San Diegans can stop water rate hike by signing form, DeMaio says

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SAN DIEGO -- The City of San Diego will raise its water rates another 40 percent starting Jan. 1,  but residents can prevent the rate hike, according to former City Councilman Carl DeMaio.

“San Diegans are doing everything they can to save water, and you know what their reward is? Their rewards are more fines and higher water rates," said DeMaio, who is now a radio talk show host. DeMaio says people can simply say no, but they need to pay attention to their mail about a Notice of Public Hearing from the city.

“It doesn’t say election, ballot, vote. What it says is 'Notice of Public Hearing.' No one understands what that means, so they throw it away. You just threw away your vote in this very important election., DeMaio said.

In August, amid California’s severe drought, Gov. Jerry Brown sat with San Diego leaders and praised San Diegans for meeting state conservation targets. The City of San Diego alone has cut water use by 26 percent since May  2013, which is more than the 16 percent mandated by the state. Despite that, San Diegans will be paying more for water.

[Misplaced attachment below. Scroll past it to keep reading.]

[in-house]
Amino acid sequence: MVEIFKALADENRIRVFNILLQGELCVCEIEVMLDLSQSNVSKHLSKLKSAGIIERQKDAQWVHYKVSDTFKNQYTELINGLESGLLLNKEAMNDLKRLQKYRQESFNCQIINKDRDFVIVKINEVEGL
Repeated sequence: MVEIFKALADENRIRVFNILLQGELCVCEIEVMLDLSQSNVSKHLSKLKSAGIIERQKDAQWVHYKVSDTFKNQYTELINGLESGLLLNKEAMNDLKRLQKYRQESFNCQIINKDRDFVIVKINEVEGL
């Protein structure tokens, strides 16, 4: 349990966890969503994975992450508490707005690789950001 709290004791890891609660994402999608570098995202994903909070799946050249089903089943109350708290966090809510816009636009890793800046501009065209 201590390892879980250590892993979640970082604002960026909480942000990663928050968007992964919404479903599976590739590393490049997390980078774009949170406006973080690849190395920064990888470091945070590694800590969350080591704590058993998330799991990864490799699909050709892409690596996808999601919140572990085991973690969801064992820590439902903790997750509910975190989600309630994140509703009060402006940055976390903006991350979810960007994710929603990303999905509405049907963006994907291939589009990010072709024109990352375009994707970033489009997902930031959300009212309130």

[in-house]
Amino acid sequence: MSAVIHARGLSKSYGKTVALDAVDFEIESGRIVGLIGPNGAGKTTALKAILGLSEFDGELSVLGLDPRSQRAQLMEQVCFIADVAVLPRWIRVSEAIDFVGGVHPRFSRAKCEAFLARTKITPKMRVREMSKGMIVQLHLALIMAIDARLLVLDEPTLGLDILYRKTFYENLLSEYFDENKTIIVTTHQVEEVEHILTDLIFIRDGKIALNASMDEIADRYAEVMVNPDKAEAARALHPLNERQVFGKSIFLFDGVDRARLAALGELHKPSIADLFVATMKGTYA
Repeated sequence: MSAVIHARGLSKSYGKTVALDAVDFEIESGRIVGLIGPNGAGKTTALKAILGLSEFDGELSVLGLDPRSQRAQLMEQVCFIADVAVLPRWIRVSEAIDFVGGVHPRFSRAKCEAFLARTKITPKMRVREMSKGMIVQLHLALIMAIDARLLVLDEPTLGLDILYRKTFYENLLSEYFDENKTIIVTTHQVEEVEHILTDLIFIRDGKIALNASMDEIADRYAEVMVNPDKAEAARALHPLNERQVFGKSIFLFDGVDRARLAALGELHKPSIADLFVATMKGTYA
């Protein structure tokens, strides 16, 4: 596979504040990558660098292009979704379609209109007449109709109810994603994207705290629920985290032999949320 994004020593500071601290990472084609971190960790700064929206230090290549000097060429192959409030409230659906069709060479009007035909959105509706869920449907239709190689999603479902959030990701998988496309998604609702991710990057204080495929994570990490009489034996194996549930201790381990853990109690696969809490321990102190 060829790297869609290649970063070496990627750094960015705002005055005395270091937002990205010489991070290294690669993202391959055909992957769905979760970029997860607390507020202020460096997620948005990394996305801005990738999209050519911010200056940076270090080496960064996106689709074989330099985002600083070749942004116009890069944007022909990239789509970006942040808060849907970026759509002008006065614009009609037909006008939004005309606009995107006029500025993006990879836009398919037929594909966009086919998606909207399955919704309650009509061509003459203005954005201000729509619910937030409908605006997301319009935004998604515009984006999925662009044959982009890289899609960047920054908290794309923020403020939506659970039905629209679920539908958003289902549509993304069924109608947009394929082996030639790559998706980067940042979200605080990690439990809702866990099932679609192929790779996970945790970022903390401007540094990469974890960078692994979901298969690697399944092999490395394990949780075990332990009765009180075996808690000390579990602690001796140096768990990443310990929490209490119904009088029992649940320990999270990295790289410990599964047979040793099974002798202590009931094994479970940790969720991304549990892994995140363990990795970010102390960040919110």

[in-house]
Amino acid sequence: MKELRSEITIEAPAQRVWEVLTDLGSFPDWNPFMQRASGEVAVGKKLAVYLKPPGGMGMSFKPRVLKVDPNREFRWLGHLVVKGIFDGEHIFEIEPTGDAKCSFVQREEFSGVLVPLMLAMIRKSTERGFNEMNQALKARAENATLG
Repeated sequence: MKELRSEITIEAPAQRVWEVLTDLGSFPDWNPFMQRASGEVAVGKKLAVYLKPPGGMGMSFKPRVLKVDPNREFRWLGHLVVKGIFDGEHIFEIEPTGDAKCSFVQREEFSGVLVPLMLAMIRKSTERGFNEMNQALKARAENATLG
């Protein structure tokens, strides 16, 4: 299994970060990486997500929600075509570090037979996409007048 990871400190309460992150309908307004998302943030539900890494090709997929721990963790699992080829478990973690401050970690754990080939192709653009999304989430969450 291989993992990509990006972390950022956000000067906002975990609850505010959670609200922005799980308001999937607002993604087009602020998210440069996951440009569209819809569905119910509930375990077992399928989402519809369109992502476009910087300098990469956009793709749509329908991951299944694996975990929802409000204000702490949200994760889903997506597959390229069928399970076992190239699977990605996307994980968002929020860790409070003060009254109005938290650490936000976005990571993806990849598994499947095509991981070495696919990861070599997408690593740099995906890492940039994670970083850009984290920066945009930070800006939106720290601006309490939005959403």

“California is the 7th largest economy or 8th largest economy in the world, and we have to invest in our water, our energy and our road. So yeah, it costs some money, but the quality of life is about as high as you can get anywhere in the world,"  Brown said.

Mayor Kevin Faulconer and the City Council want to increase water rates by nearly 40% over the next four years, with the biggest increases coming in the next 12 months. Demaio says San Diego residents can stop these rate hikes.

“The City of San Diego has an election going on, and it’s an unfair election, because if you don’t return your ballot it’s counted as a yes vote in favor of a water rate increase," said DeMaio.

“We’re finding that our money is actually going to a bureaucracy that has not gone through cost saving reforms, and our money is going to purchases like land at Qualcomm to support an NFL stadium. These are troubling questions that need to be answered first before you ask working families in San Diego to pay more," DeMaio added.

The form must be mailed and signed before the end of the day of the City’s public hearing on Nov. 17. If too few people sign and send in the forms, the rate increase will take effect on  Jan. 1.

If a majority of San Diego residents sign the official city rate protest form, the mayor and City Council will be barred from increasing rates.   Access the form here: http://www.sandiego.gov/water/pdf/rates/151117hearing.pdf

Anyone who pays a water bill can sign a rate protest form. If enough do, the rate hike is suspended for all.

DeMaio also has his own petition, which residents can sign here: http://www.kogo.com/onair/demaioreport-56776/

 

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